TI Corruption Index



Heritage Economic Freedom



World Bank Doing Business



WEF Global Competitiveness Index



Conversion and Transfer Policies

Prior approval from the Central Bank of Swaziland is necessary for all capital transfers into Swaziland from outside the Common Monetary Area (CMA) to avoid subsequent repatriation of interest, dividends, profits and other income accrued, but no restrictions are placed on the transfers. In practice, approval is routinely granted when required for genuine investment activity, but bureaucratic delays are common. When converting funds, the investor's bank uses its discretion to decide if there is a need to seek the Central Bank's approval.

No recent changes have been made to Swaziland's remittance policies.

There is a straightforward process for obtaining foreign currency. A resident requiring currency other than Swazi Emalangeni(E) or South African Rands (accepted as legal tender with an exchange rate on a par with the Emalangeni) for permissible purposes must apply through an authorized dealer, and a resident who acquires foreign currency must sell it to an authorized dealer for local currency within 90 days. No person is permitted to hold or deal in foreign currency other than an authorized dealer. Authorized dealers in Swaziland are First National Bank of Swaziland (FNB), Nedbank, Standard Bank, and Swazi Bank.

The average delay period for remitting investments is dependent on the mode for remitting funds. SWIFT transfers average a week, while electronic transfers typically take less than a week.

Dividends derived from current trading profits are freely transferable on submission of documentation (including latest annual financial statements of the company concerned), subject to provision for the non-resident shareholders' tax of 15 percent. Local credit facilities may not be utilized for paying dividends. The Swazi government does not issue dollar-denominated bonds. There are no limitations on the inflow or outflow of funds for remittances.

The Central Bank of Swaziland monitors the flow of foreign investment in and out of the country, as it follows all foreign exchange. The Central Bank has formal powers to screen and regulate foreign exchange and investment, but these powers are exercised in a formal, routine, and equitable manner. The Central Bank, in July 2011, increased the deposit reserves requirement for local banks from 2.5 percent to 6 per cent of deposit liabilities in order to maintain liquidity in the country. In 2011, two credit-financial institutions were licensed namely the Relief Financial Service and the First Finance Company. These companies offer loans and advances to the public.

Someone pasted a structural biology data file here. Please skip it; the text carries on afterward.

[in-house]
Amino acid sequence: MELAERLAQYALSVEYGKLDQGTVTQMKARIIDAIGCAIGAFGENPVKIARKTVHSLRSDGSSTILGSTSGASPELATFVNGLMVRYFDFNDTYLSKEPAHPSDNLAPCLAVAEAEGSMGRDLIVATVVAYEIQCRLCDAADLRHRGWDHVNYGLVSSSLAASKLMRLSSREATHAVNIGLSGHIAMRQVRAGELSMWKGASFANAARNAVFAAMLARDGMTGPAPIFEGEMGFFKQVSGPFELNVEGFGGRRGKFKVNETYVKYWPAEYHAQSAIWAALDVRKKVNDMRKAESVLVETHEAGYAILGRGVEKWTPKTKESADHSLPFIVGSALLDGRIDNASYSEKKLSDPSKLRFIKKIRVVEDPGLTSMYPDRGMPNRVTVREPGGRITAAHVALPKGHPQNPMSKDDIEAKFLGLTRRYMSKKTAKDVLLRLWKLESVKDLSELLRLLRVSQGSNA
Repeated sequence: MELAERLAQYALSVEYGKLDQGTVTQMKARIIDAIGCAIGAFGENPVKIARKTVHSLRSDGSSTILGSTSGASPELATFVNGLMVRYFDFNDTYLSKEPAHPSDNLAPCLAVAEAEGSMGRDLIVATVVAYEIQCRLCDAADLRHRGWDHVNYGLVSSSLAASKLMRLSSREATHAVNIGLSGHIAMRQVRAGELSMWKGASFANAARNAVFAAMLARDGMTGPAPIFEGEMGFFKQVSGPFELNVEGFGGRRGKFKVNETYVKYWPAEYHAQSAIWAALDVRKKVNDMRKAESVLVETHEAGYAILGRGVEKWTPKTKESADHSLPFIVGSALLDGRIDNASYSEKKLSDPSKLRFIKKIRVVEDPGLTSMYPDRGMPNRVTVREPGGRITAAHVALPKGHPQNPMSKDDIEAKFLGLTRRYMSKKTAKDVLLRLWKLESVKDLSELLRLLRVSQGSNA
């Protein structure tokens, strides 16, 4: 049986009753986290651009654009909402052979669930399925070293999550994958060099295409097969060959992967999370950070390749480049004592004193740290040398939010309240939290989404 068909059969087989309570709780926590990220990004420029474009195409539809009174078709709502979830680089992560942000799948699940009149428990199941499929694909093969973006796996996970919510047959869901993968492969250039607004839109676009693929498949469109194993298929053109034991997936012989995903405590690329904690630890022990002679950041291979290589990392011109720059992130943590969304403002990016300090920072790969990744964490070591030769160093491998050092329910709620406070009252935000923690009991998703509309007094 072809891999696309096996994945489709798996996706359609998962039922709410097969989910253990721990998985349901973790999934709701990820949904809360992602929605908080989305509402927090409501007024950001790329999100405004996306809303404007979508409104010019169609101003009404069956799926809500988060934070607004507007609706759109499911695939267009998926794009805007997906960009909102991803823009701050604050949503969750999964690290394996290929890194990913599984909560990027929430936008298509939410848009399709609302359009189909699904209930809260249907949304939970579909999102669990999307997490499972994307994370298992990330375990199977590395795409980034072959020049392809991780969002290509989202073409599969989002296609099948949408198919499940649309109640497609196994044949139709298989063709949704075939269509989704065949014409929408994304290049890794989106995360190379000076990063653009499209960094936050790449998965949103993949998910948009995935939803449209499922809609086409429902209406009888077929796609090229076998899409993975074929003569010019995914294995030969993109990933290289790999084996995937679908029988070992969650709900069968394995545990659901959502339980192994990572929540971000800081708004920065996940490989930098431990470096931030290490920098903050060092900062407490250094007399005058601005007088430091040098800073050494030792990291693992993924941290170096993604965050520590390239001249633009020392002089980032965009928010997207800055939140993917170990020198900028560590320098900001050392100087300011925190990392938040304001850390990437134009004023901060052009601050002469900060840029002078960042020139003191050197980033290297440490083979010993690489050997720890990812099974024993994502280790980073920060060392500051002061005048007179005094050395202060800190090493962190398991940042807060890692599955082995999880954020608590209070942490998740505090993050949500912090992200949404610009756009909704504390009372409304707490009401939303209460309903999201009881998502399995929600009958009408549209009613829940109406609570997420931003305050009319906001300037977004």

Expropriation and Compensation

Expropriation and nationalization are prohibited. There have been no known cases of a foreign-owned business being expropriated. Swaziland's land tenure system can be confusing for investors. Approximately sixty percent of land is Swazi Nation Land, land held by the monarchy in trust for the people of Swaziland. Control over use of Swazi Nation Land is generally delegated to local chiefs. Settlement of disputes regarding traditionally held land can take years. Legality of land leases is sometimes unclear and uncertainty exists as to the details of land ownership rights. Although not common, there have been cases of 99-year leases on Swazi Nation land. Clear titles can exist for non-Swazi Nation Land, generally located in municipalities.

Dispute Settlement

Swaziland has a dual legal system consisting of Roman-Dutch law and customary law, or “Swazi law and custom.” This parallel system can be confusing and has, at times, presented problems for foreign-owned businesses. In addition to a Western-style court system, in which the Industrial Court hears industrial relations matters, Swaziland's traditional courts, with the king as supreme authority, are also available for dispute settlement. Swazi employees have brought grievances against foreign employers to these traditional courts. Such disputes, however, can be transferred to the Western-style court system. The Industrial Relations Act of 2000 created the Conciliation, Mediation and Arbitration Commission (CMAC) to resolve employer-employee disputes. CMAC is a competent and well-regarded institution. In general, the Swazi legal system has effectively enforced property and contractual rights.

The Companies Act of 2009 outlines commercial law. Swaziland's bankruptcy law, the Insolvency Act of 1955, is silent on the currency used in monetary judgments; however, international companies doing business in Swaziland include the currency to be used in the Memorandum of Agreement. The court has jurisdiction over the property of a person who has ordinarily resided in or carried on business for 12 months in Swaziland before the lodging of the petition.

The Swazi government accepts binding international arbitration of investment disputes between foreign investors and the state. Any agreement with international investors/parties includes a clause stating where arbitration will take place and which laws will apply. Swaziland is a member of the International Centre for the Settlement of Investment Disputes (ICSID) and the Multilateral Investment Guarantee Agency (MIGA). There is no specific legislation providing for enforcement of ICSID awards.